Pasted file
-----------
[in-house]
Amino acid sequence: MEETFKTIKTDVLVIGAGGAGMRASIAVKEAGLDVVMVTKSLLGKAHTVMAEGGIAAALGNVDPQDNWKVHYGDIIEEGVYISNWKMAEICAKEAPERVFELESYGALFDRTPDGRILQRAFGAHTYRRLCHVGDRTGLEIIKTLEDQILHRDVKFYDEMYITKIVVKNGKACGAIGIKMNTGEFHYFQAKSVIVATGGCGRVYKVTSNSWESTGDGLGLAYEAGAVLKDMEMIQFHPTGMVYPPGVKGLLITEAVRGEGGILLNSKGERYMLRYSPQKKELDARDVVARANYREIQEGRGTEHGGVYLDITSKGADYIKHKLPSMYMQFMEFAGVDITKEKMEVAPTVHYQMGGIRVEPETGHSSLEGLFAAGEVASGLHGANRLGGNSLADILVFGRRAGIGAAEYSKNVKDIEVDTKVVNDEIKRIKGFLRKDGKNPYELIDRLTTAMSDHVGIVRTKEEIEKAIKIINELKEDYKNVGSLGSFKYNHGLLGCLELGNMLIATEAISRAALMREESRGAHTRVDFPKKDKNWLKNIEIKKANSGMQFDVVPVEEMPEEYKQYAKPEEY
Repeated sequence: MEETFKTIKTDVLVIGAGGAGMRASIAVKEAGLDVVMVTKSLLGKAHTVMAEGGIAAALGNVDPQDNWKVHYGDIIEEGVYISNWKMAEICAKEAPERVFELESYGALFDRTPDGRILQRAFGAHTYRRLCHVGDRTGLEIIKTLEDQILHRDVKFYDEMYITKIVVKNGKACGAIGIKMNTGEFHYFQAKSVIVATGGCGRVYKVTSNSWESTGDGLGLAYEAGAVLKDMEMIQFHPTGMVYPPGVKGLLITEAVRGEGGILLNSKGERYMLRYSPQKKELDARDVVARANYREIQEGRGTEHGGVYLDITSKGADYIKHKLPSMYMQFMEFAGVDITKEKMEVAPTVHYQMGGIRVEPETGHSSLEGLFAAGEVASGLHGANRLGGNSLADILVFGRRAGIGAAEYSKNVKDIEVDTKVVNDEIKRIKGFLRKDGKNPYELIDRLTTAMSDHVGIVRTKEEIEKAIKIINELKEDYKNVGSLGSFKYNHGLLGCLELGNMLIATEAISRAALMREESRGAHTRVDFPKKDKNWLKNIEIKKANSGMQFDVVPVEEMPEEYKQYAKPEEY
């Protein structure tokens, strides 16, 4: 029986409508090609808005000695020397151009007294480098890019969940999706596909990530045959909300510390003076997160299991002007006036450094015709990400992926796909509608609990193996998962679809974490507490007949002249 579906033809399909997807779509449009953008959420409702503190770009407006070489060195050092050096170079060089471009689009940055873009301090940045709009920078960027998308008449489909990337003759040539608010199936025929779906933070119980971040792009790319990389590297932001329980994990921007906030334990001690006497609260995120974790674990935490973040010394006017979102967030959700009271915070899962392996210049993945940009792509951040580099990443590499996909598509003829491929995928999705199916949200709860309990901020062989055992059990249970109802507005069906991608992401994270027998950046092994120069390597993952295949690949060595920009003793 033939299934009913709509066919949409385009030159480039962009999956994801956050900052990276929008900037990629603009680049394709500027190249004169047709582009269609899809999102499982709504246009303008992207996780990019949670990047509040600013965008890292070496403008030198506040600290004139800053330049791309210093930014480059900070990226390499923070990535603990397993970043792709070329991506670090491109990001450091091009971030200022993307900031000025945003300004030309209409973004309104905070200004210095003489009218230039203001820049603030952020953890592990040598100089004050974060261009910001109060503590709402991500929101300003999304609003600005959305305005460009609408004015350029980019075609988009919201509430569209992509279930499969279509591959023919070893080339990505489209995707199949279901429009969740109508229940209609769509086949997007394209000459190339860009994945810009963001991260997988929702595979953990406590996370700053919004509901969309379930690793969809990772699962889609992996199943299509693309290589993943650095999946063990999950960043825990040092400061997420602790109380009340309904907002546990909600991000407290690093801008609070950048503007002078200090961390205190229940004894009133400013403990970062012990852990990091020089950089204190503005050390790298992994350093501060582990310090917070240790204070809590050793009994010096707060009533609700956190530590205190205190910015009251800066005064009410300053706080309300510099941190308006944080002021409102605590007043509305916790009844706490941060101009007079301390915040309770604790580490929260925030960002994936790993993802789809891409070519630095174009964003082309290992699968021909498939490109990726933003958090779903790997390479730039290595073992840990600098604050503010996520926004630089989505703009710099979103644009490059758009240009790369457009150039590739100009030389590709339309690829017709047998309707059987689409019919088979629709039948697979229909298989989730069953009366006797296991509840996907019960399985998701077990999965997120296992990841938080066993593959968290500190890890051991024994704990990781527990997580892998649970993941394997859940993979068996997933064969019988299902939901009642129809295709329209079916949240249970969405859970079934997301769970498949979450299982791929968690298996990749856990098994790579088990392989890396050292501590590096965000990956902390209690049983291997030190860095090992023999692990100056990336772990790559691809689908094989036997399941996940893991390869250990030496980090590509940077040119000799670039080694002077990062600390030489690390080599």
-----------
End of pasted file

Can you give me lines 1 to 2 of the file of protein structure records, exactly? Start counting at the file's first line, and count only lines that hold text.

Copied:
[in-house]
Amino acid sequence: MEETFKTIKTDVLVIGAGGAGMRASIAVKEAGLDVVMVTKSLLGKAHTVMAEGGIAAALGNVDPQDNWKVHYGDIIEEGVYISNWKMAEICAKEAPERVFELESYGALFDRTPDGRILQRAFGAHTYRRLCHVGDRTGLEIIKTLEDQILHRDVKFYDEMYITKIVVKNGKACGAIGIKMNTGEFHYFQAKSVIVATGGCGRVYKVTSNSWESTGDGLGLAYEAGAVLKDMEMIQFHPTGMVYPPGVKGLLITEAVRGEGGILLNSKGERYMLRYSPQKKELDARDVVARANYREIQEGRGTEHGGVYLDITSKGADYIKHKLPSMYMQFMEFAGVDITKEKMEVAPTVHYQMGGIRVEPETGHSSLEGLFAAGEVASGLHGANRLGGNSLADILVFGRRAGIGAAEYSKNVKDIEVDTKVVNDEIKRIKGFLRKDGKNPYELIDRLTTAMSDHVGIVRTKEEIEKAIKIINELKEDYKNVGSLGSFKYNHGLLGCLELGNMLIATEAISRAALMREESRGAHTRVDFPKKDKNWLKNIEIKKANSGMQFDVVPVEEMPEEYKQYAKPEEY